How Beer Will Save Western Rivers — Outside Magazine

Verde River near Clarkdale along Sycamore Canyon Road. Photo credit: Wikimedia

From Outside Magazine (Keridwen Cornelius):

Environmental organizations have for years encouraged farmers to convert to barley, which uses about half as much irrigation water as alfalfa and cotton. In the Southwest, this camel of crops could be especially beneficial, because it keeps water in rivers at the right time. Barley is planted in January; irrigated in spring, when rivers are flush; and harvested in June, when water is scarce. Converting just one-tenth of Verde Valley crops to barley would keep 200 million gallons of water flowing in the Verde River each summer.

But farmers have hesitated to switch for a simple reason: money. Barley’s most common use is for animal feed, which is a money-loser. So when [Kim Schonek] was devising a way to save the Verde, she thought of a way to raise local barley prices by pairing farmers with an industry that uses a lot of barley and a lot of water: breweries.

“It’s kind of a new conservation technique,” Schonek says. “Instead of paying farmers every year to reduce the water they’re using, we can create a market that will drive farmers to change their water use.”

Beer-destined barley pays 50 percent more than feed barley, which would definitely help motivate farmers to switch. But the plan had its risks. Most of the barley used in U.S. craft beers comes from Canada and Europe, and Arizona doesn’t have an established barley industry. Schonek would have to make one, and she’d also have to convince farmers that the long-run financial benefits outweighed the financial hit some might take in the transition period. Fortunately, over the previous years, Schonek had created cooperative relationships with farmers in the area and had already persuaded many to replace the inefficient river-diversion gates—which farmers operated by jumping on—with automated gates that saved millions of gallons of water a day. Schonek was currently working with them to transition to drip irrigation. And it was this trust—plus the benefit of the Nature Conservancy’s financial backing—that helped her convince farmers to start Arizona’s first beer barley industry.

Gila River watershed. Graphic credit: Wikimedia

“We care about the river; it’s the only reason there’s farming here in the first place,” says farmer Zach Hauser, whose family owns the largest swath of farmland in the Verde Valley. “We have a huge interest in the health of the river, so anything we can do while still making a living is a win-win.”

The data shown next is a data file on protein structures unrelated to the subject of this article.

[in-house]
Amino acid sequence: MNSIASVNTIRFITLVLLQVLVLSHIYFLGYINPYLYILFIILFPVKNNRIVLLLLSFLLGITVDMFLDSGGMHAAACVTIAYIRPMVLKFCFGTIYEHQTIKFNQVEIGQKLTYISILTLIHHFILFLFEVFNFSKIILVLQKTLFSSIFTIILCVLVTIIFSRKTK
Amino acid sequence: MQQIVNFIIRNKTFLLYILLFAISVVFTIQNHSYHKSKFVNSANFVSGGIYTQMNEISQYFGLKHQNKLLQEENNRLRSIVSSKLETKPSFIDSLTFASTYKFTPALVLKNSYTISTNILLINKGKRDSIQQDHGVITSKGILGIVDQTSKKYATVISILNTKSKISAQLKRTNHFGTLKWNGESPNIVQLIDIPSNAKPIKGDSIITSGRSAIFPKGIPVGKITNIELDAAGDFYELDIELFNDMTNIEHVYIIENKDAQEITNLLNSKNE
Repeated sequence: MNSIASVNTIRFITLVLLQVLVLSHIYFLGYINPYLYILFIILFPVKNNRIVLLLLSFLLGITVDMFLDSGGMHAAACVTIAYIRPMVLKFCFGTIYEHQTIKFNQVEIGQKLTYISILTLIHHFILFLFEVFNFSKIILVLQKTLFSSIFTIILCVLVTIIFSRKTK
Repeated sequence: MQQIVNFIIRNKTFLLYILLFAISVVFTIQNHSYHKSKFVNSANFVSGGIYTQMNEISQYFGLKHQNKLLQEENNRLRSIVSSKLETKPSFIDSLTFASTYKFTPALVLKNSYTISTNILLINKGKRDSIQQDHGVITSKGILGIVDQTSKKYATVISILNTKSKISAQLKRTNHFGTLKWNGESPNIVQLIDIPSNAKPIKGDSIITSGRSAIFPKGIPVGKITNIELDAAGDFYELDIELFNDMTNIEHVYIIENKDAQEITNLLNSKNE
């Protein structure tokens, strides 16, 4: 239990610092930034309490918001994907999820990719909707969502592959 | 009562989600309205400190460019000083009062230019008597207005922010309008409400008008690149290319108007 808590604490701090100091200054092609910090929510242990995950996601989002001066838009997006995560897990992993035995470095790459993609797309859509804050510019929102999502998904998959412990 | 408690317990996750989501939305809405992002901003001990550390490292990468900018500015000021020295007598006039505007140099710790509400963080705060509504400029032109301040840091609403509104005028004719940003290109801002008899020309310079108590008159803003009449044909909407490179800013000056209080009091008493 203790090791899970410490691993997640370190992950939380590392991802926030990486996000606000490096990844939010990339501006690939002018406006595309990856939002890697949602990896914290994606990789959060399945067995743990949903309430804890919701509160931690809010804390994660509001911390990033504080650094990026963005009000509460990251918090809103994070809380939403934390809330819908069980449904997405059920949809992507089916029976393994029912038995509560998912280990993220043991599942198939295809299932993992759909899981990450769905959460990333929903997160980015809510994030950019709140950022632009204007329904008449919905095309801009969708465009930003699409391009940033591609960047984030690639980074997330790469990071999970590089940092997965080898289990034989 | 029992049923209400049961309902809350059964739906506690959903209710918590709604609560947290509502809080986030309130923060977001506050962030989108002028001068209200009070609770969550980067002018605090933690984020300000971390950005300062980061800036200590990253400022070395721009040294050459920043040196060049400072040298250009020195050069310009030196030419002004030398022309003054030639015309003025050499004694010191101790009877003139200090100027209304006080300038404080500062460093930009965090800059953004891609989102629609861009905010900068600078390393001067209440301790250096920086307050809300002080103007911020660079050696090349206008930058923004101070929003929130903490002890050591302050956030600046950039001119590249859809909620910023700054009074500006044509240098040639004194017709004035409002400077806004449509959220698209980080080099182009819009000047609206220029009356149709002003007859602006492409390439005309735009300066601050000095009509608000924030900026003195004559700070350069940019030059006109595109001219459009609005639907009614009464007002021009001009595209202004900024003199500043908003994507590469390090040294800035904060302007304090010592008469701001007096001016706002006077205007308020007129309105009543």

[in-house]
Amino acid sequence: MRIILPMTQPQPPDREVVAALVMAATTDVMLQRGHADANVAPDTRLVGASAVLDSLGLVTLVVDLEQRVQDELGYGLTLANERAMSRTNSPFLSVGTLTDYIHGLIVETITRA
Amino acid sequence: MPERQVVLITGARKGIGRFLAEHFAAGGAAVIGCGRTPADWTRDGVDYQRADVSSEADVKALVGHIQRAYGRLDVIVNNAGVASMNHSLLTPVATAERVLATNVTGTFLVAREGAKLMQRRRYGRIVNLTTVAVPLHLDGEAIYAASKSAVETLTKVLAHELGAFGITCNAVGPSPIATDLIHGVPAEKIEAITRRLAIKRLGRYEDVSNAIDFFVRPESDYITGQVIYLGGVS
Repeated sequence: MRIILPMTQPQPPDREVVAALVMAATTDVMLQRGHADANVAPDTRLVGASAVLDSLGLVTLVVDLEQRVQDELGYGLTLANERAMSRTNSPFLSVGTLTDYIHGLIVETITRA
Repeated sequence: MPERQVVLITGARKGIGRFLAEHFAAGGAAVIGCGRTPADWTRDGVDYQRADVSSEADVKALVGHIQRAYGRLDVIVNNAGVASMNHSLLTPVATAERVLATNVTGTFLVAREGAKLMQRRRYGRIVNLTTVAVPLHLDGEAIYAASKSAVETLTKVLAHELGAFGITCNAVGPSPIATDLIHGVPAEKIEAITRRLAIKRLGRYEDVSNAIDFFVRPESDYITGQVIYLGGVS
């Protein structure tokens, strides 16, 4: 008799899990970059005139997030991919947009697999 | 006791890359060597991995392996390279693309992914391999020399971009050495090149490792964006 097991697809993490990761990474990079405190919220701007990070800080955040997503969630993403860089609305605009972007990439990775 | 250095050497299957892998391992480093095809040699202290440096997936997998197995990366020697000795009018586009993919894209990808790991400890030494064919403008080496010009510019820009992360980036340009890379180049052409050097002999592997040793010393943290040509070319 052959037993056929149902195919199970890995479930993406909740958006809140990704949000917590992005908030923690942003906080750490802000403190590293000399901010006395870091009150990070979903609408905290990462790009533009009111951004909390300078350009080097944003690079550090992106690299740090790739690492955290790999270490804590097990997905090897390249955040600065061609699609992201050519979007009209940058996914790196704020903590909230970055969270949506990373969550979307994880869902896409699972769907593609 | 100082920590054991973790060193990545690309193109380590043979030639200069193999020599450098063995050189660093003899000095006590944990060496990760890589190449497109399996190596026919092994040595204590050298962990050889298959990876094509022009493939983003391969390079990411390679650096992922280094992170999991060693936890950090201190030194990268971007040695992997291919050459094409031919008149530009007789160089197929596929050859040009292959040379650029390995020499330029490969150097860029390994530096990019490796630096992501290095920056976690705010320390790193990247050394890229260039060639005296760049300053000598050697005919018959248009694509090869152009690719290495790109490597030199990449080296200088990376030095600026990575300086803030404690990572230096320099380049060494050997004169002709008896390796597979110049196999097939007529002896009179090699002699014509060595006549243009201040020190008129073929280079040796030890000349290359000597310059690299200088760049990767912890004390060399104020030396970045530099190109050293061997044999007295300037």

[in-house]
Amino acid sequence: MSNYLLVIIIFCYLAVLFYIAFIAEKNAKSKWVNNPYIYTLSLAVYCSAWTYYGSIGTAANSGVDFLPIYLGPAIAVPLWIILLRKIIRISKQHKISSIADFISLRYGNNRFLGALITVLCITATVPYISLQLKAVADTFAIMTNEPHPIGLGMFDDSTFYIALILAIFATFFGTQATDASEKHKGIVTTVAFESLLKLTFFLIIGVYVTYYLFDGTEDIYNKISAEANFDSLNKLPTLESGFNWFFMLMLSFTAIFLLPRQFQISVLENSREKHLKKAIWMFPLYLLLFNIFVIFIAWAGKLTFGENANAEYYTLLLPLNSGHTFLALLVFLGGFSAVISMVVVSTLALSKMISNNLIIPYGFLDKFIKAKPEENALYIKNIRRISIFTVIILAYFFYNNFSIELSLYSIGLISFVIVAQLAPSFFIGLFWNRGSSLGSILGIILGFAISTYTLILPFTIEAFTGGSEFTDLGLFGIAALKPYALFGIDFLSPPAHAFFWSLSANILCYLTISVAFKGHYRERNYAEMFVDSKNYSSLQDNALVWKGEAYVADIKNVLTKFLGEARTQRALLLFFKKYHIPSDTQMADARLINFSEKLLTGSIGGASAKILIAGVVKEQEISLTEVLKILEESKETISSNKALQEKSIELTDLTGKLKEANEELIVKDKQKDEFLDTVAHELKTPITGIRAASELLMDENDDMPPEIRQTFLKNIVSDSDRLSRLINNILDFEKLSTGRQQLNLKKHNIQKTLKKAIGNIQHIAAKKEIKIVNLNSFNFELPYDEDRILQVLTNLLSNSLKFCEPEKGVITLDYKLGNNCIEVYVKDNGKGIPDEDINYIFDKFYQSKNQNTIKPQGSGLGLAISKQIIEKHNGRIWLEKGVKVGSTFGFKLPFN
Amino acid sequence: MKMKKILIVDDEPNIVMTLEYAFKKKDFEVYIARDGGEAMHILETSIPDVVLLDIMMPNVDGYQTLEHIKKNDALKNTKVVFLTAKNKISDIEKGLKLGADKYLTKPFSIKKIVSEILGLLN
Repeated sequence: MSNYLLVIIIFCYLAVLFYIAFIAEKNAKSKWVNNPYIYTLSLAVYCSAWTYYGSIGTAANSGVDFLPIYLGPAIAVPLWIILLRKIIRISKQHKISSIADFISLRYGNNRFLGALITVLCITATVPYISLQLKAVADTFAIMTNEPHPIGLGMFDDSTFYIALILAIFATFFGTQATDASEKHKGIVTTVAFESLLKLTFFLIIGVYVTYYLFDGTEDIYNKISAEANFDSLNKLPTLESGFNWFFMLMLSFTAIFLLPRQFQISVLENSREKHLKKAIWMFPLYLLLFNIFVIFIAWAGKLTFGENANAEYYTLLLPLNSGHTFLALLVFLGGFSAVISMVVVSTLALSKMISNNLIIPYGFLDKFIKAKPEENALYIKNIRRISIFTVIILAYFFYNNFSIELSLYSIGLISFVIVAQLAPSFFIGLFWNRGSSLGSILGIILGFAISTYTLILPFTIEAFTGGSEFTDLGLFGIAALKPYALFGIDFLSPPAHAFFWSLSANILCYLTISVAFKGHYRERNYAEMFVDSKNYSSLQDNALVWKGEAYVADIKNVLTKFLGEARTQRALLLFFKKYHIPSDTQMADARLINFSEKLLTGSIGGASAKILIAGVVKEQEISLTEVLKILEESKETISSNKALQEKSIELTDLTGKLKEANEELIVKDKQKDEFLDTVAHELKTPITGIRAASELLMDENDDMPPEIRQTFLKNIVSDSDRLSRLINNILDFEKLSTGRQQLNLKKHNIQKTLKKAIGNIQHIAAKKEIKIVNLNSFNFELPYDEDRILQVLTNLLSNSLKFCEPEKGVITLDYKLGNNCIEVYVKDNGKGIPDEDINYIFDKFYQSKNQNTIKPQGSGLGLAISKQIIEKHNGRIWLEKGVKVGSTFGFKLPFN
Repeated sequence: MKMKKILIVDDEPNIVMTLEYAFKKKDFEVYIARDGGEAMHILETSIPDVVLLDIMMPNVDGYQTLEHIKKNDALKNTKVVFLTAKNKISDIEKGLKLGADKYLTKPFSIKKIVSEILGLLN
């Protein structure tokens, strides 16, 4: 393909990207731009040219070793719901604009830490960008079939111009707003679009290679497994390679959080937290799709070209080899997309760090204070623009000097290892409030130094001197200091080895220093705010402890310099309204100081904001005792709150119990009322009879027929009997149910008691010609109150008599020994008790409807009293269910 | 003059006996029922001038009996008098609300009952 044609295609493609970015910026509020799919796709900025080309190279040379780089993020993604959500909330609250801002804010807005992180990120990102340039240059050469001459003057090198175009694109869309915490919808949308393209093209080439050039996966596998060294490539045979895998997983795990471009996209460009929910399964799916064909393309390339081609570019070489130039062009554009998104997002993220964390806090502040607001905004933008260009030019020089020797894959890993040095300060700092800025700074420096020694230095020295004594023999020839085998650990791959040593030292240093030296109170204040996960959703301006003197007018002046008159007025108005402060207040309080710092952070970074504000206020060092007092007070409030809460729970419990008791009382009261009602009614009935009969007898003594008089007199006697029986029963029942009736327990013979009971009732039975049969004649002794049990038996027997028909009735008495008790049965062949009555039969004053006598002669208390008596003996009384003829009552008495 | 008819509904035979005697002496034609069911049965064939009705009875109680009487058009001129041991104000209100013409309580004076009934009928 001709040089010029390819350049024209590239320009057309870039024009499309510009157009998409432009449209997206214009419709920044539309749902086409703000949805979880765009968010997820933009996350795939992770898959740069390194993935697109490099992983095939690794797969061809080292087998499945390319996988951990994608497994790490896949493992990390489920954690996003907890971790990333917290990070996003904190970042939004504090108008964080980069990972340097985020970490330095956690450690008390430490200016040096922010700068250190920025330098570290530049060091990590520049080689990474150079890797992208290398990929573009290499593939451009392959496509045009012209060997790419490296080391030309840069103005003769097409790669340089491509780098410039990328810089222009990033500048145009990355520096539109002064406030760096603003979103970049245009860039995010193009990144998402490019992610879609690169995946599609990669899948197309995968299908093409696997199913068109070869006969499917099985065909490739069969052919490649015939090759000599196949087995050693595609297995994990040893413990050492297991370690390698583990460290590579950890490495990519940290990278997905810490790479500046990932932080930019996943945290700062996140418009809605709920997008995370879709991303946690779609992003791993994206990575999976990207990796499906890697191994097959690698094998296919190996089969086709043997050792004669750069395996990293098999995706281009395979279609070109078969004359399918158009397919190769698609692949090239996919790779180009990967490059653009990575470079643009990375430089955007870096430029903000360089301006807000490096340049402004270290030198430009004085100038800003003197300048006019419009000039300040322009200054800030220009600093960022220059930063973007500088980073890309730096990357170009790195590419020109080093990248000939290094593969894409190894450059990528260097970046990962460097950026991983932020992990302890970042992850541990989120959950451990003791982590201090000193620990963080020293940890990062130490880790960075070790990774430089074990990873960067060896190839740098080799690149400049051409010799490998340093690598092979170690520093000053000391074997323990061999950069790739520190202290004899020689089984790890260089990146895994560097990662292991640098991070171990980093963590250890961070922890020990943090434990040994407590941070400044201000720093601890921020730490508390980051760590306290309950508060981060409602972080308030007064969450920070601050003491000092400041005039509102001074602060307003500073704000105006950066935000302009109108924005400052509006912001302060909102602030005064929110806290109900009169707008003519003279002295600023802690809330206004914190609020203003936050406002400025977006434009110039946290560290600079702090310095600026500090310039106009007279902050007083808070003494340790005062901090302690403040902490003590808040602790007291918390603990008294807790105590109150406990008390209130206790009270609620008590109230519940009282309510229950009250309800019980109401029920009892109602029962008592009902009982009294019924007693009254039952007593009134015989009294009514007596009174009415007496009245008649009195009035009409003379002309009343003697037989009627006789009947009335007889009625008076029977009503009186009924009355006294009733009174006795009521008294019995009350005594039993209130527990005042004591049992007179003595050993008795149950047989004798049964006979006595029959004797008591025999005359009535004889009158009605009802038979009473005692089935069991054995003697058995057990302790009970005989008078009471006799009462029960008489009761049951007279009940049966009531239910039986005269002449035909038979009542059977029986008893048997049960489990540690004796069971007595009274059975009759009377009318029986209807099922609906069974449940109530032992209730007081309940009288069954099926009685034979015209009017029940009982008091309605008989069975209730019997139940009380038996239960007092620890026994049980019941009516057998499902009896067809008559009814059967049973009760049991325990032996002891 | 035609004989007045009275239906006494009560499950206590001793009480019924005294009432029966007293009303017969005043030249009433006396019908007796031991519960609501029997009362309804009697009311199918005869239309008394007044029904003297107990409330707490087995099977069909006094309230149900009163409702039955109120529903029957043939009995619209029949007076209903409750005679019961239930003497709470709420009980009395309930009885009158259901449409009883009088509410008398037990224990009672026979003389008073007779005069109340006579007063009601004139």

Schonek brought in experts to teach the Hausers to grow Harrington two-row barley, and the Nature Conservancy agreed to subsidize any losses during the experimental years. Last season, the Hausers planted 144 acres of barley, some of which was sold to Arizona Wilderness Brewing Co. The brewers were so excited to have river-saving local barley that they plan to completely switch.

“Brewing is a water-intensive activity,” says Chase Saraiva, head brewer at Arizona Wilderness. “It’s pretty much a water sport, so we need to be conscious of where our water is coming from and be proactive in taking measures to help in any way we can.”

But there was one missing link: malting. Because there are hardly any malting facilities in the West, they had to malt that first batch of barley in Texas. That’s not sustainable, so Schonek teamed up with Chip Norton, board vice president of Many Rivers Brewing in Colorado, which contributes all of its profits to saving rivers. Together, next month, they will launch Sinagua Malt, a local malting facility that will dedicate profits to river conservation.

When Schonek drove me around the Verde Valley, the elements of the project were nearly in place. The Hausers’ loamy fields were ready to be sown. Next to their barns, plastic-draped malting equipment and a silo of nutty-scented raw barley waited for construction to be completed on the Sinagua Malt warehouse in Camp Verde. “The potential for a market-solution approach to crop conversion exists in lots of tributaries in the Colorado River Basin,” says Norton, holding up a handful of barley. “A lot of people are pretty excited about this, and they’re watching us closely to see if it’ll work as a way to improve stream flow and improve the flow of the Colorado River.”

If the plan works, it will be the first time an environmental organization has created a new market for the purpose of river preservation—and there’s evidence that it’s already making a difference. Last July, Schonek and her family returned to that same five-mile stretch of dry Verde River. This time, they paddled the entire way.

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